By ANDREW POLLACK
An inexpensive vitamin can help reduce the occurrence of common skin cancers in people prone to that disease, researchers reported on Wednesday.
In a clinical trial, people who took two pills a day of nicotinamide, a form of vitamin B3 available as a nutritional supplement, had a 23 percent lower risk of developing non-melanoma skin cancer than those who took placebo pills.
“It’s safe, it’s almost obscenely inexpensive and it’s widely available,” Dr. Diona Damian, the lead investigator of the study, said in a news conference organized by the American Society of Clinical Oncology, who said the findings could be put into practice right away.
“This one’s ready to go straight into the clinic,” said Dr. Damian, a dermatology professor at the University of Sydney in Australia. However, she said the vitamin should be used only by people who get frequent skin cancers, not by everyone.
The study will be presented at the annual meeting of the oncology society, which begins May 29 in Chicago. Abstracts for most of the nearly 5,000 studies were released late Wednesday, and a few results were discussed in a news conference organized by the society.
Investors and Wall Street analysts began poring over the abstracts late on Wednesday, looking for information that could affect the stocks of pharmaceutical companies.
In another study, an experimental drug for relapsed multiple myeloma being developed by Bristol-Myers Squibb and AbbVie reduced the risk of cancer progression by about 30 percent when added to two existing drugs.
Those who received the experimental drug, called elotuzumab, had a median of 19.4 months before their cancer worsened or they died, compared with 14.9 months for those who received only the two existing drugs, Revlimid and dexamethasone.
A spokeswoman for Bristol-Myers said it was premature to say when the company would apply for approval of the drug. Another trial is in progress.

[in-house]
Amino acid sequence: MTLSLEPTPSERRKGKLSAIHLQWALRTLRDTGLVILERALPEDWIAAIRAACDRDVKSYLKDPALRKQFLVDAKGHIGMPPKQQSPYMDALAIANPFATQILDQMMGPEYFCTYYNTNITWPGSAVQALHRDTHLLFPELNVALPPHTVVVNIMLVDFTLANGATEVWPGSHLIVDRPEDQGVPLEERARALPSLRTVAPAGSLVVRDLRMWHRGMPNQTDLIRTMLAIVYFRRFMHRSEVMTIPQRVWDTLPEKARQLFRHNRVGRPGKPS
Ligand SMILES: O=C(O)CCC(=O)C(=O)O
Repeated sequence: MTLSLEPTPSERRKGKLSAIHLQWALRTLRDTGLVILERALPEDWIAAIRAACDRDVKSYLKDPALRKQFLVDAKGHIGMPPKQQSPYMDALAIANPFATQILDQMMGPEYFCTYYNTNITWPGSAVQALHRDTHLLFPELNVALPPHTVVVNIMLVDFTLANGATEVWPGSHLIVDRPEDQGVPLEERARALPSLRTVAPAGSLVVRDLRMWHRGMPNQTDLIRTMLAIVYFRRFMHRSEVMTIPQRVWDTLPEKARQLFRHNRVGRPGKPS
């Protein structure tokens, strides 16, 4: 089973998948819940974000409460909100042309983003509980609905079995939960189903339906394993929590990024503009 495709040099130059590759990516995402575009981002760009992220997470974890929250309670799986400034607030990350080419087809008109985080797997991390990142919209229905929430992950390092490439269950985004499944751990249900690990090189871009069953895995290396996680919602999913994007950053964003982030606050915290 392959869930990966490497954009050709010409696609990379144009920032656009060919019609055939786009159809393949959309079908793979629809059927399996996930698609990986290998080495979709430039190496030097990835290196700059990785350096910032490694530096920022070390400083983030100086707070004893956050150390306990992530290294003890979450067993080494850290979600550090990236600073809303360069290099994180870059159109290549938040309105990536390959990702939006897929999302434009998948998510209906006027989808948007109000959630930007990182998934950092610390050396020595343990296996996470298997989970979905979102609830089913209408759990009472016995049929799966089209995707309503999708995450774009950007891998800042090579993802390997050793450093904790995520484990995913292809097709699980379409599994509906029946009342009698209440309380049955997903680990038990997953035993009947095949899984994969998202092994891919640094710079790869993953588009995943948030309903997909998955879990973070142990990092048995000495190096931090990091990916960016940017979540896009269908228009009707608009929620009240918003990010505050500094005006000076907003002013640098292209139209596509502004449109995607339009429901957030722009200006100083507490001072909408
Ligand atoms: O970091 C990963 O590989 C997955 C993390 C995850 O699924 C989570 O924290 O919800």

The skin cancer prevention study focused on non-melanoma skin cancer, particularly basal cell carcinomas and squamous cell carcinomas. Together, these are the most common form of cancer in the United States, with the most recent study estimating that in 2006 there were 3.5 million cases in 2.2 million Americans. Most of these are curable through surgery or other techniques, though the surgery can leave scars and in some cases the cancers do become more serious.
The study involved 386 people in Australia who had had two or more such skin cancers in the previous five years. The average for the patients in the trial was eight cancers over the past five years; one patient had 52 cases.
Those who were randomly assigned to take the vitamin had an average of 1.77 new cancers in the year of the study compared with 2.42 cases for those in the placebo group, a risk reduction of 23 percent, after certain statistical adjustments. Those getting nicotinamide also had fewer cases of actinic keratosis, thick patches of skin that may become cancerous.
Dr. Damian said the effect of the vitamin seemed to disappear once people stopped taking it. She said that nicotinamide did not have the side effects, like headache and flushing, of niacin, another form of vitamin B3.
Protecting oneself from the sun is perhaps the most effective way to prevent non-melanoma skin cancers. Drugs called retinoids, which are related to vitamin A, can also be used, but they can cause birth defects and other side effects. Some studies have suggested that aspirin or other non-steroidal anti-inflammatory drugs can also be preventative.
Two experts not involved in the study said the results were “interesting and potentially important,” in part because nicotinamide had fewer side effects than the pharmaceutical alternatives for skin cancer prevention.
The experts, Dr. Clara Curiel-Lewandrowski, clinical director of the Skin Cancer Institute at the University of Arizona, and Steven Stratton, a pharmacologist there, said in a joint email that patients should nonetheless talk to their doctors before taking the vitamin.